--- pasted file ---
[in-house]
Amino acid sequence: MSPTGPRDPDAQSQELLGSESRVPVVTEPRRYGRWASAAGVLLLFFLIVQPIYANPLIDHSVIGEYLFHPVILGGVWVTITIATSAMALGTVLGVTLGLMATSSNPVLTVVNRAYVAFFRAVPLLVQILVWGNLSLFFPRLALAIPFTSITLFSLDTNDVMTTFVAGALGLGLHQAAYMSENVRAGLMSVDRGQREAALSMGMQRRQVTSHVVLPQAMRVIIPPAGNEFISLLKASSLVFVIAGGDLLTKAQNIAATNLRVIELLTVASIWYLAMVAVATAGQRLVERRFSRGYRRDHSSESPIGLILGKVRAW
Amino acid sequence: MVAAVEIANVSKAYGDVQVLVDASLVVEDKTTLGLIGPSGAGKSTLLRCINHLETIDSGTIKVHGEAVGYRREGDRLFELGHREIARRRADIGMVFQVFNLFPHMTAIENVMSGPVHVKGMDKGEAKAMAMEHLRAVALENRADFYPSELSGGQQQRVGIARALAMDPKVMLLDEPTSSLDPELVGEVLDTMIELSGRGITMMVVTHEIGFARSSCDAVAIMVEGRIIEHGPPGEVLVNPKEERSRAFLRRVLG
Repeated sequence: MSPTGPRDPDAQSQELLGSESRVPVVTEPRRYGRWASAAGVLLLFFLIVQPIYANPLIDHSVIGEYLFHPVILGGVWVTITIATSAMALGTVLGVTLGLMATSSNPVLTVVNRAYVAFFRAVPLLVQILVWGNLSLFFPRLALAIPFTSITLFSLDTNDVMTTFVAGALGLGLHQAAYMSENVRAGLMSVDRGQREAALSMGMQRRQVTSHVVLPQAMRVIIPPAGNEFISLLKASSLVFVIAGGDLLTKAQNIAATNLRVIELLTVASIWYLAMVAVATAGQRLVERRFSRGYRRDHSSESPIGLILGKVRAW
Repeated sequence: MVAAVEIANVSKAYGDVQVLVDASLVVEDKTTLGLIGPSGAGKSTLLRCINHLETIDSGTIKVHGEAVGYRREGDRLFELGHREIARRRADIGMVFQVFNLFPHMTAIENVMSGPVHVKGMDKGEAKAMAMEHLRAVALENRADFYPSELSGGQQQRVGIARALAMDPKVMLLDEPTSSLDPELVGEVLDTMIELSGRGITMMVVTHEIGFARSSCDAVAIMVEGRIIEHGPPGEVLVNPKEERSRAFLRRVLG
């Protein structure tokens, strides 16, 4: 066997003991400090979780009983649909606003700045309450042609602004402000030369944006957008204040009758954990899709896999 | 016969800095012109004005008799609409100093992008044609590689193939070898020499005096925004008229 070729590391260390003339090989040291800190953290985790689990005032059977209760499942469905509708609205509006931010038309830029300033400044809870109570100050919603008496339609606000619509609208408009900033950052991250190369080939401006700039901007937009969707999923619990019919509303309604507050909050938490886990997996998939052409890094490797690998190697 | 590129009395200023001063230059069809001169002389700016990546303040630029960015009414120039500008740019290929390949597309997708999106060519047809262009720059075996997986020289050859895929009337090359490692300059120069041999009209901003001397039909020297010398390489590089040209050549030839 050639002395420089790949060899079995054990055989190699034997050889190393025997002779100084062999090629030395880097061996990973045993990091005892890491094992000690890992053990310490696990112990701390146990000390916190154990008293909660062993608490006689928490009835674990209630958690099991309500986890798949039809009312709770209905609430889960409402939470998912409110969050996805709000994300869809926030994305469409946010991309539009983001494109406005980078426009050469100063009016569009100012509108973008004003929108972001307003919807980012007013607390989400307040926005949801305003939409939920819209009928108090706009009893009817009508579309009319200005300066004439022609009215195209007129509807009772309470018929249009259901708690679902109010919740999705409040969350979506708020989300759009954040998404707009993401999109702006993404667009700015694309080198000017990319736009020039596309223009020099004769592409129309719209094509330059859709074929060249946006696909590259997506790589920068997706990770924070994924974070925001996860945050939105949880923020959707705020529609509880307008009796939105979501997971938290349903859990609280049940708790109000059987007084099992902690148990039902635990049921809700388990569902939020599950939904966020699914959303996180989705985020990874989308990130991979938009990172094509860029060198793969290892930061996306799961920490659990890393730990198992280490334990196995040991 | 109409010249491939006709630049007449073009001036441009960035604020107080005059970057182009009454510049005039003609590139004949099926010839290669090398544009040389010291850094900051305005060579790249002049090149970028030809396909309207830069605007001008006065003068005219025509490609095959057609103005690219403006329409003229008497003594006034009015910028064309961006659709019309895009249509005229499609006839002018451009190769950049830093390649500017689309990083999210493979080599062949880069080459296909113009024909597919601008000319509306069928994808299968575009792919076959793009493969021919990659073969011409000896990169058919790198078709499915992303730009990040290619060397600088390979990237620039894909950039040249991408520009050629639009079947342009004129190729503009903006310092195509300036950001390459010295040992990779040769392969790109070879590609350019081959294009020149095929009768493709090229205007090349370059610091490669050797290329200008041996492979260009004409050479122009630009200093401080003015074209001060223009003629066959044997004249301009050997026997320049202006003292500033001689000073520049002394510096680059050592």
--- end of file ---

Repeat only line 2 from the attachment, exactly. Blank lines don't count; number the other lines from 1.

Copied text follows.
Amino acid sequence: MSPTGPRDPDAQSQELLGSESRVPVVTEPRRYGRWASAAGVLLLFFLIVQPIYANPLIDHSVIGEYLFHPVILGGVWVTITIATSAMALGTVLGVTLGLMATSSNPVLTVVNRAYVAFFRAVPLLVQILVWGNLSLFFPRLALAIPFTSITLFSLDTNDVMTTFVAGALGLGLHQAAYMSENVRAGLMSVDRGQREAALSMGMQRRQVTSHVVLPQAMRVIIPPAGNEFISLLKASSLVFVIAGGDLLTKAQNIAATNLRVIELLTVASIWYLAMVAVATAGQRLVERRFSRGYRRDHSSESPIGLILGKVRAW